Google is the only major company in the world to be carbon neutral (others have merely pledged to get there) and is the largest purchaser of renewable energy in the world. A $7 billion investment in energy infrastructure has led to countless renewable energy projects over the years.
But “greening up” Google’s own packaging? They’re still working on it.
Last fall, the company made a commitment to the issue, pledging that 100% of Made by Google products will include recycled materials by 2022, with a drive to maximize recycled content wherever possible.
During a press conference at the Collision From Home virtual tech event on Tuesday, Digital Trends asked Google’s Sustainability Officer Kate Brandt for details on the company’s efforts to address sustainability in packaging.
“It’s an important part of the equation when we think about sustainability,” Brandt told us. But rather than detail progress toward the initiative, she focused on efforts to improve package design at Google Shopping, which introduced a sustainable packaging suite last summer. “Anyone who sells through Google Shopping can take advantage of it,” she noted, explaining that the suite was entirely free of plastic.
It’s unclear if the Suite is still available; The Sustainable Suite doesn’t appear to be on Google Shopping anymore.
Packaging waste is a huge issue, and efforts to reduce it — whether in Google’s own products or through third parties — are important. So is Google’s pledge; key to that initiative is follow-through and transparency through the process.
Meanwhile, Brandt — clearly passionate about sustainability — had many other details to cite about the company’s commitments in this field, notably in the data center sector.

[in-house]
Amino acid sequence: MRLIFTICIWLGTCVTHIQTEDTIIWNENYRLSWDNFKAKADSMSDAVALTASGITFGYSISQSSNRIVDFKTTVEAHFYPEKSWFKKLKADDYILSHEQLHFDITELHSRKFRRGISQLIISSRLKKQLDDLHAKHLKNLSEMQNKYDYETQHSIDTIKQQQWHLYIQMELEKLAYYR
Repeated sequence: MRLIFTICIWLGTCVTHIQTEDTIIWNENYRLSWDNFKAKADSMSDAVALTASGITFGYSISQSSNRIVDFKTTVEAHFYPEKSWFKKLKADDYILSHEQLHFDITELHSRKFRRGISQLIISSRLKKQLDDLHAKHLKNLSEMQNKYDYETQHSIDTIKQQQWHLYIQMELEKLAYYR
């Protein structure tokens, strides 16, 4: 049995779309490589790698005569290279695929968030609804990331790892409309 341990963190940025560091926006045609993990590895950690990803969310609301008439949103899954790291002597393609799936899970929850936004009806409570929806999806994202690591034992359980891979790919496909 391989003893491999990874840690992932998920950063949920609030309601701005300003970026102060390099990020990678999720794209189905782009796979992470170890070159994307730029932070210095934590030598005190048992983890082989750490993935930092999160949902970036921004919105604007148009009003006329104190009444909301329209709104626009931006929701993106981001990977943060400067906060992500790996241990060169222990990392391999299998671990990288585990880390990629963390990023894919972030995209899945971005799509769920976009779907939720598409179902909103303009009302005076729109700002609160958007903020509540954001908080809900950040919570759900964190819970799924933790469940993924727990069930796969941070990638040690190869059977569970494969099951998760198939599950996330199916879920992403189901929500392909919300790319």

“We run data centers around the world that make all of our products available 24/7 so we ‘re constantly thinking about how to design and operate those to be as self-sufficient as possible,” she said. Compute power has increased by 550% over the last decade, she noted, while the amount of energy consumed by those data centers has ticked up by a tiny 6%.
“And that’s because there has been such a focus, not just at Google but across the industry.”
How that data is put to use to help the planet and improve society is a focus at Google as well, she noted, citing air quality as a recent area of interest. Since the coronavirus pandemic hit, traffic worldwide has decreased, leading to a marked reduction in pollution emissions. Google has worked with sites like Gizmodo’s Earther to create interactive maps showing the changing air quality, and government agencies to showcase how Waze data can impact city planning to improve commutes.
“How can we utilize our data and our platforms to provide insights during this extraordinary time? How can we do this in ways that are going to be particularly useful for policymakers, for communities as they’re looking to drive change?” she asked.
Companies like Google have taken a leadership role when it comes to driving sustainable policy around climate change, the environment, and more. It’s “a critical part of the conversation,” Brandt said. Let’s hope there is continued action as well.
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